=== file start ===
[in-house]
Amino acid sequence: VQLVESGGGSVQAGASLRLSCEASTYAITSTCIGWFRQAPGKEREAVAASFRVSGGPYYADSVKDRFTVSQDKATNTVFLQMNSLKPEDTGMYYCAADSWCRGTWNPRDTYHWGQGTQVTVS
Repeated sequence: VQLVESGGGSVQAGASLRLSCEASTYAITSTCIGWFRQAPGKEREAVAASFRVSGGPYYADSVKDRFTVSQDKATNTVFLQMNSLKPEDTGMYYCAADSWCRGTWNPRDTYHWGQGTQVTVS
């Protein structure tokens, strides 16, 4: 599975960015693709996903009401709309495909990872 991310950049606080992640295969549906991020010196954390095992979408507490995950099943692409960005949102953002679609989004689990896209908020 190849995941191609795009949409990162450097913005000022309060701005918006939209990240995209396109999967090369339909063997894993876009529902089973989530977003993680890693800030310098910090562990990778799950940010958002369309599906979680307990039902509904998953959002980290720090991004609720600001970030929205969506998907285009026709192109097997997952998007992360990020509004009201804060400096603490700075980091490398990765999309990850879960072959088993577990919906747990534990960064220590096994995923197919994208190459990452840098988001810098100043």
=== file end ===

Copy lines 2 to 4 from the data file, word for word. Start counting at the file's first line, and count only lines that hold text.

Amino acid sequence: VQLVESGGGSVQAGASLRLSCEASTYAITSTCIGWFRQAPGKEREAVAASFRVSGGPYYADSVKDRFTVSQDKATNTVFLQMNSLKPEDTGMYYCAADSWCRGTWNPRDTYHWGQGTQVTVS
Repeated sequence: VQLVESGGGSVQAGASLRLSCEASTYAITSTCIGWFRQAPGKEREAVAASFRVSGGPYYADSVKDRFTVSQDKATNTVFLQMNSLKPEDTGMYYCAADSWCRGTWNPRDTYHWGQGTQVTVS
């Protein structure tokens, strides 16, 4: 599975960015693709996903009401709309495909990872 991310950049606080992640295969549906991020010196954390095992979408507490995950099943692409960005949102953002679609989004689990896209908020 190849995941191609795009949409990162450097913005000022309060701005918006939209990240995209396109999967090369339909063997894993876009529902089973989530977003993680890693800030310098910090562990990778799950940010958002369309599906979680307990039902509904998953959002980290720090991004609720600001970030929205969506998907285009026709192109097997997952998007992360990020509004009201804060400096603490700075980091490398990765999309990850879960072959088993577990919906747990534990960064220590096994995923197919994208190459990452840098988001810098100043």